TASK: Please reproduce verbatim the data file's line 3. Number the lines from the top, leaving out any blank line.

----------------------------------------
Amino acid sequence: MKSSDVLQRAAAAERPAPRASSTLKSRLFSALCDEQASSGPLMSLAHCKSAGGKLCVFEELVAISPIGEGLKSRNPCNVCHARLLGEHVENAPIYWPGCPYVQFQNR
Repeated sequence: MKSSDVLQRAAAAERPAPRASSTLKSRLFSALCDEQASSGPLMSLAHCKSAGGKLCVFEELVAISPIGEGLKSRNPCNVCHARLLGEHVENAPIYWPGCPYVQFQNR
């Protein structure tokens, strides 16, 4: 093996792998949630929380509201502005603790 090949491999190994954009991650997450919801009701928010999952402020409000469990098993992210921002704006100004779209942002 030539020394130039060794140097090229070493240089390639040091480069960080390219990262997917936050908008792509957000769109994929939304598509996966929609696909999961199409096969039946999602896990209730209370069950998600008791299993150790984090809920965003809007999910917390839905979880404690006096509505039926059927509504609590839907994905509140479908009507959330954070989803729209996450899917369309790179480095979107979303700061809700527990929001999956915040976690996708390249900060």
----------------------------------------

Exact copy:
């Protein structure tokens, strides 16, 4: 093996792998949630929380509201502005603790 090949491999190994954009991650997450919801009701928010999952402020409000469990098993992210921002704006100004779209942002 030539020394130039060794140097090229070493240089390639040091480069960080390219990262997917936050908008792509957000769109994929939304598509996966929609696909999961199409096969039946999602896990209730209370069950998600008791299993150790984090809920965003809007999910917390839905979880404690006096509505039926059927509504609590839907994905509140479908009507959330954070989803729209996450899917369309790179480095979107979303700061809700527990929001999956915040976690996708390249900060």